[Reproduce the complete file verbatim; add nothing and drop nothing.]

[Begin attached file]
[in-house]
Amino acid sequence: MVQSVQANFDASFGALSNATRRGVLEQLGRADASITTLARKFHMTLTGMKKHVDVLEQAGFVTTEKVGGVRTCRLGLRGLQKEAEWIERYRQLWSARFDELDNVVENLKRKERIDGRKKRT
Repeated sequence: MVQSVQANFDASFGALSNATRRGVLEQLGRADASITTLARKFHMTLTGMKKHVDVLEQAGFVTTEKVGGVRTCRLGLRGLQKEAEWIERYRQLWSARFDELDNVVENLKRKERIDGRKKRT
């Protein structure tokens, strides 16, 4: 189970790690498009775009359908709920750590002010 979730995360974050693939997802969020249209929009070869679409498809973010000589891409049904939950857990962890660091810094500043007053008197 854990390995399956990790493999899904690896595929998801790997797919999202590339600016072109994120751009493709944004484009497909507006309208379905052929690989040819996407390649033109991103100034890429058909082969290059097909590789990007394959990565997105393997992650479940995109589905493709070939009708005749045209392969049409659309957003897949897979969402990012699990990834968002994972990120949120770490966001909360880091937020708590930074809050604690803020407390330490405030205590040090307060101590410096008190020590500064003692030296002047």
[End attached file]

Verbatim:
[in-house]
Amino acid sequence: MVQSVQANFDASFGALSNATRRGVLEQLGRADASITTLARKFHMTLTGMKKHVDVLEQAGFVTTEKVGGVRTCRLGLRGLQKEAEWIERYRQLWSARFDELDNVVENLKRKERIDGRKKRT
Repeated sequence: MVQSVQANFDASFGALSNATRRGVLEQLGRADASITTLARKFHMTLTGMKKHVDVLEQAGFVTTEKVGGVRTCRLGLRGLQKEAEWIERYRQLWSARFDELDNVVENLKRKERIDGRKKRT
């Protein structure tokens, strides 16, 4: 189970790690498009775009359908709920750590002010 979730995360974050693939997802969020249209929009070869679409498809973010000589891409049904939950857990962890660091810094500043007053008197 854990390995399956990790493999899904690896595929998801790997797919999202590339600016072109994120751009493709944004484009497909507006309208379905052929690989040819996407390649033109991103100034890429058909082969290059097909590789990007394959990565997105393997992650479940995109589905493709070939009708005749045209392969049409659309957003897949897979969402990012699990990834968002994972990120949120770490966001909360880091937020708590930074809050604690803020407390330490405030205590040090307060101590410096008190020590500064003692030296002047």